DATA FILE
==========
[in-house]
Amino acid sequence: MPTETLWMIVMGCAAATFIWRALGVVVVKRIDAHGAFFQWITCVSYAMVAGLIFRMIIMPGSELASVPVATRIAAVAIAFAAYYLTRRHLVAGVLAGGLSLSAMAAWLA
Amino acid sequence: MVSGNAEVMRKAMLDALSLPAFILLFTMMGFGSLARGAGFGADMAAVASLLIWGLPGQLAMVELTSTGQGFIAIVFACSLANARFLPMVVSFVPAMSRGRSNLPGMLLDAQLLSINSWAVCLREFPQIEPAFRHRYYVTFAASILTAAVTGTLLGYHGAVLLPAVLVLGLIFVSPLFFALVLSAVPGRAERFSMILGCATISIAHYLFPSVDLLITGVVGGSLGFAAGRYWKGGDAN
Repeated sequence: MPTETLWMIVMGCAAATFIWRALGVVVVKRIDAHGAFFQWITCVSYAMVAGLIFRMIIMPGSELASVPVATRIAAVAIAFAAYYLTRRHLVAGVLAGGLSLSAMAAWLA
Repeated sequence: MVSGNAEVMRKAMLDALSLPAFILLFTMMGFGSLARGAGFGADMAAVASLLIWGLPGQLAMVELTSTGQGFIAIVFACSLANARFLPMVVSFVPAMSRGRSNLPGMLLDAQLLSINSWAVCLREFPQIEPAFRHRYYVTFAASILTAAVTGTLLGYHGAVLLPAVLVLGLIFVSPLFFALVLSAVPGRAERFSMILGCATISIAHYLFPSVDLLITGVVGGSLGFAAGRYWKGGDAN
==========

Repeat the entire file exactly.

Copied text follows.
[in-house]
Amino acid sequence: MPTETLWMIVMGCAAATFIWRALGVVVVKRIDAHGAFFQWITCVSYAMVAGLIFRMIIMPGSELASVPVATRIAAVAIAFAAYYLTRRHLVAGVLAGGLSLSAMAAWLA
Amino acid sequence: MVSGNAEVMRKAMLDALSLPAFILLFTMMGFGSLARGAGFGADMAAVASLLIWGLPGQLAMVELTSTGQGFIAIVFACSLANARFLPMVVSFVPAMSRGRSNLPGMLLDAQLLSINSWAVCLREFPQIEPAFRHRYYVTFAASILTAAVTGTLLGYHGAVLLPAVLVLGLIFVSPLFFALVLSAVPGRAERFSMILGCATISIAHYLFPSVDLLITGVVGGSLGFAAGRYWKGGDAN
Repeated sequence: MPTETLWMIVMGCAAATFIWRALGVVVVKRIDAHGAFFQWITCVSYAMVAGLIFRMIIMPGSELASVPVATRIAAVAIAFAAYYLTRRHLVAGVLAGGLSLSAMAAWLA
Repeated sequence: MVSGNAEVMRKAMLDALSLPAFILLFTMMGFGSLARGAGFGADMAAVASLLIWGLPGQLAMVELTSTGQGFIAIVFACSLANARFLPMVVSFVPAMSRGRSNLPGMLLDAQLLSINSWAVCLREFPQIEPAFRHRYYVTFAASILTAAVTGTLLGYHGAVLLPAVLVLGLIFVSPLFFALVLSAVPGRAERFSMILGCATISIAHYLFPSVDLLITGVVGGSLGFAAGRYWKGGDAN